Australia’s platypus habitat has shrunk 22% in 30 years, report says

The amount of platypus habitat in Australia has shrunk by 22% in 30 years and the animal should now be listed as a nationally threatened species, according to new research.



a person holding a cat: Photograph: Mick Tsikas/Reuters


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Photograph: Mick Tsikas/Reuters

Scientists from the University of New South Wales, along with three of Australia’s largest environmental organisations – the Australian Conservation Foundation, WWF-Australia and Humane Society International Australia – have jointly nominated the platypus for an official listing as vulnerable under national environmental laws.



Call for platypus to be listed as vulnerable, as report finds mammal’s habitat has shrunk by almost three times the size of Tasmania since 1990.


© Photograph: Mick Tsikas/Reuters
Call for platypus to be listed as vulnerable, as report finds mammal’s habitat has shrunk by almost three times the size of Tasmania since 1990.

The group has also nominated the platypus for the same status under NSW laws after research found severe declines in platypus records in that state.

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The platypus is an elusive animal and a lack of long-term monitoring studies has made it difficult to quantify declines in populations.

The scientists compiled all available data and records of the platypus to examine changes in both its distribution and occurrence, concluding that it meets the criteria for a vulnerable listing under the Environment Protection and Biodiversity Conservation Act.

Their research found that since 1990, the amount of platypus habitat in Australia had declined by 199,919 square kilometres – or 22.6% – which is an area almost three times the size of Tasmania.

The sharpest declines by state were in NSW and Queensland, which respectively recorded a 32% and a 27% reduction in the areas occupied by platypuses.

“In terms of the biggest causes for these declines, the big concern is they haven’t really ceased and appear to be ongoing and even getting worse,” said Tahneal Hawke, an ecologist at the UNSW and one of the lead researchers.

“We’re expecting the declines will continue.”

The biggest threats to the platypus are land-clearing, regulation of rivers and drought.

Related: Australia’s environment laws: are they about to get even weaker?

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Hawke said in addition to listing the species as vulnerable, governments needed to address these threats and invest in actions for species recovery.

In the Murray-Darling Basin, the study found a 30.6% decline in platypus records over the past 30 years. In some urban catchments near Melbourne, the declines were as high as 65%.

In Victoria, the state’s scientific advisory panel recently recommended an official listing of vulnerable for the platypus and the state government will decide within the next two months whether to endorse that listing.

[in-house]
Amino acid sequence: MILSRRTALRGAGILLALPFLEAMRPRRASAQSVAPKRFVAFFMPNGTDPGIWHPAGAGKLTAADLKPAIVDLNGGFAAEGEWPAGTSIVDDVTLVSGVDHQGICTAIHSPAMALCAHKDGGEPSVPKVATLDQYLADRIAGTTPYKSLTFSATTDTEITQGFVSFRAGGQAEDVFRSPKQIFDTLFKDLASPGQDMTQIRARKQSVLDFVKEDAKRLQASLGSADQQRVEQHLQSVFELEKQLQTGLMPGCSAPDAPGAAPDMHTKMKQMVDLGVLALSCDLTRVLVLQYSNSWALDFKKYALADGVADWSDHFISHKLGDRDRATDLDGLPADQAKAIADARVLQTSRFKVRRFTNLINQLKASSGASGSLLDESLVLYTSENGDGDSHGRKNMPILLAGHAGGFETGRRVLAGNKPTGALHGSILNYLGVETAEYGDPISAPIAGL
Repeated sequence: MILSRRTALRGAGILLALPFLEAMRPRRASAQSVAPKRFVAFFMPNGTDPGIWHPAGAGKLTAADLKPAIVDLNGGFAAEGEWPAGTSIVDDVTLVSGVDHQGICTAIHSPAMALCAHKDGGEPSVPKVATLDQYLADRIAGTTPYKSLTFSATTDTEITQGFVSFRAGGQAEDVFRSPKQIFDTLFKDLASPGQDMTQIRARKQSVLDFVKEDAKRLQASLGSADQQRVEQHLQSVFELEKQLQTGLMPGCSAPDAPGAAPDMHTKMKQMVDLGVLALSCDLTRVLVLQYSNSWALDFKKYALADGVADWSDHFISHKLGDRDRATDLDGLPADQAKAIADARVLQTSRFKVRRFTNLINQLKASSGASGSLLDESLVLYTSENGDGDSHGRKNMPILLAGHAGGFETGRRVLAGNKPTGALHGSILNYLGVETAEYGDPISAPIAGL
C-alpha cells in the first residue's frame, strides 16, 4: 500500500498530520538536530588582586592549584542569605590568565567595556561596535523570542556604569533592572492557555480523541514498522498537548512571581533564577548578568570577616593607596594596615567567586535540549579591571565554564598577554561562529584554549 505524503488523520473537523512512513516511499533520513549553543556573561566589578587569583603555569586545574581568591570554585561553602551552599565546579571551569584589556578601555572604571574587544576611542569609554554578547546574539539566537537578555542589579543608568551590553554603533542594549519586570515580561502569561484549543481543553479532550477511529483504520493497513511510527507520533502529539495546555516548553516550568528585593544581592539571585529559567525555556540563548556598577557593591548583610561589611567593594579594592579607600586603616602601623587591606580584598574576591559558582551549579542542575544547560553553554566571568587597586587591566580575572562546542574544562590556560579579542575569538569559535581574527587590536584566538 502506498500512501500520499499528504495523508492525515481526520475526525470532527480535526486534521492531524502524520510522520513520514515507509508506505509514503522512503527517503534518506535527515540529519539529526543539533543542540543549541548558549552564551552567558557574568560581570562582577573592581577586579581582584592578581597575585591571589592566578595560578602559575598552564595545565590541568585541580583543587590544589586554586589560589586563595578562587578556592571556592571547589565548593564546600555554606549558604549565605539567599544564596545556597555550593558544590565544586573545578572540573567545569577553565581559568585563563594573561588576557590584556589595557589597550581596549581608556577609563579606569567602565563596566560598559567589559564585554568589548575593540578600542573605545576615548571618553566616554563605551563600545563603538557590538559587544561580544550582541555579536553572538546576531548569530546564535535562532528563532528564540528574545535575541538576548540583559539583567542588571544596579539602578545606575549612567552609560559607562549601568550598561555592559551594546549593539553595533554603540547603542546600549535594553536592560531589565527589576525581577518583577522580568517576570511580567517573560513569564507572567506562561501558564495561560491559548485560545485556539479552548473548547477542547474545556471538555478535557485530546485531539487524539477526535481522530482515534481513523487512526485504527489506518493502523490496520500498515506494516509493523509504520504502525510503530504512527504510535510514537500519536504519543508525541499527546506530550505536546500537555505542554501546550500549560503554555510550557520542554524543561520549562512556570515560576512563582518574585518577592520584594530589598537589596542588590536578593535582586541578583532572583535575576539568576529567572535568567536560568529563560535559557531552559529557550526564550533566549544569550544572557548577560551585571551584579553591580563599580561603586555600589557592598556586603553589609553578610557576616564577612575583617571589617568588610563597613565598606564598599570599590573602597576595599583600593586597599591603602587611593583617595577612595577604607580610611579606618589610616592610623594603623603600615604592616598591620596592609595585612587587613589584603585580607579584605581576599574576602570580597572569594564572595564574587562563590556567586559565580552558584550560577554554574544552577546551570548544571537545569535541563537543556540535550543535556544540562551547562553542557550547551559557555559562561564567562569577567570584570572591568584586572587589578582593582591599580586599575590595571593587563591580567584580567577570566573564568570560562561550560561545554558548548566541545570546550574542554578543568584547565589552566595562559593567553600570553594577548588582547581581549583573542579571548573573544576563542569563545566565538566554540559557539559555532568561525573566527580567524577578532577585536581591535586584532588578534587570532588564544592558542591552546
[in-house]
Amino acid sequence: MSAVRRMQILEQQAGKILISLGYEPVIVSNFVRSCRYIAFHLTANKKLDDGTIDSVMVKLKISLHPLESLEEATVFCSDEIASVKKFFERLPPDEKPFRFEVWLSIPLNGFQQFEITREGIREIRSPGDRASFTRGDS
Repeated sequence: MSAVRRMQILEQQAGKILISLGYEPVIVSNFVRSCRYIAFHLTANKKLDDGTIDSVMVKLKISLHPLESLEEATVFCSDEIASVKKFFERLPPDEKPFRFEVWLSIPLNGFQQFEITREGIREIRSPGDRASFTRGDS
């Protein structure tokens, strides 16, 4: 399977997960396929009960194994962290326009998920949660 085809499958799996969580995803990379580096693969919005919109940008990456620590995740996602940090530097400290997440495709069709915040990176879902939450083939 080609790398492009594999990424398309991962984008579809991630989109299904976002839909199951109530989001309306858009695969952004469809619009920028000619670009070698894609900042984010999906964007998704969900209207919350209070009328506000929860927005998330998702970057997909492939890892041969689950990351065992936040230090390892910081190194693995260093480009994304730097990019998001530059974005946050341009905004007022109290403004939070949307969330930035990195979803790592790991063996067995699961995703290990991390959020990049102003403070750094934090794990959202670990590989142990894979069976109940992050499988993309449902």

“Protecting the platypus and the rivers it relies on must be a national priority for one of the world’s most iconic animals,” said Richard Kingsford, another lead author of the report and the director of the Centre for Ecosystem Science at the UNSW.

“There is a real concern that platypus populations will disappear from some of our rivers without returning if rivers keep degrading with droughts and dams.”

When a species is nominated for a national listing, it is up to the threatened species scientific committee and the government to decide whether it should be assessed.

The nomination of the platypus comes as a Senate inquiry prepares to hold a one-day hearing on Monday into a bill to change Australia’s national environment laws and clear the way for the transfer of federal approval powers to the states and territories.

Related: Australian threatened species at risk with no recovery plans finalised in past 18 months

The inquiry has been labelled a “sham” and “bogus” by Labor and the Greens, who had called for thorough examination of the government’s bill by a Senate committee.

Instead, the government agreed to a two-week inquiry that will report back next week as the Senate prepares to debate the legislation.

In a submission to the inquiry, the Australian Conservation Foundation said the government’s bill does nothing to address the “fundamental failures” in Australia’s environmental laws that were identified in an interim report from a review of the act.

The review’s chair, Graeme Samuel, handed his final report to the government last month but it has not yet been released.

“The legislation before the Senate does not address any of the key failings in our environmental law. Rather it exacerbates them,” the ACF’s submission states.

The ACF has written to the inquiry to say government records show the bill before parliament was initiated before any findings were made by the independent review and the legislation was “a predetermined outcome of the government”.

Guardian Australia has previously reported the government began preparing the bill in June before it received Samuel’s interim report.

Freedom of information documents show the prime minister, Scott Morrison, told the WA premier, Mark McGowan, in February he wanted to introduce a bill to transfer environmental approval powers to state governments by mid-year.

“For this reason alone, the bill should be abandoned, and a more fulsome legislative response addressing the serious issues in relation to the EPBC Act be developed,” the submission states.

The government has said its support for “streamlining regulation” was well known and the proposed changes to the law currently before the parliament had remained government policy since the Abbott government’s one-stop shop legislation was voted down in 2014.

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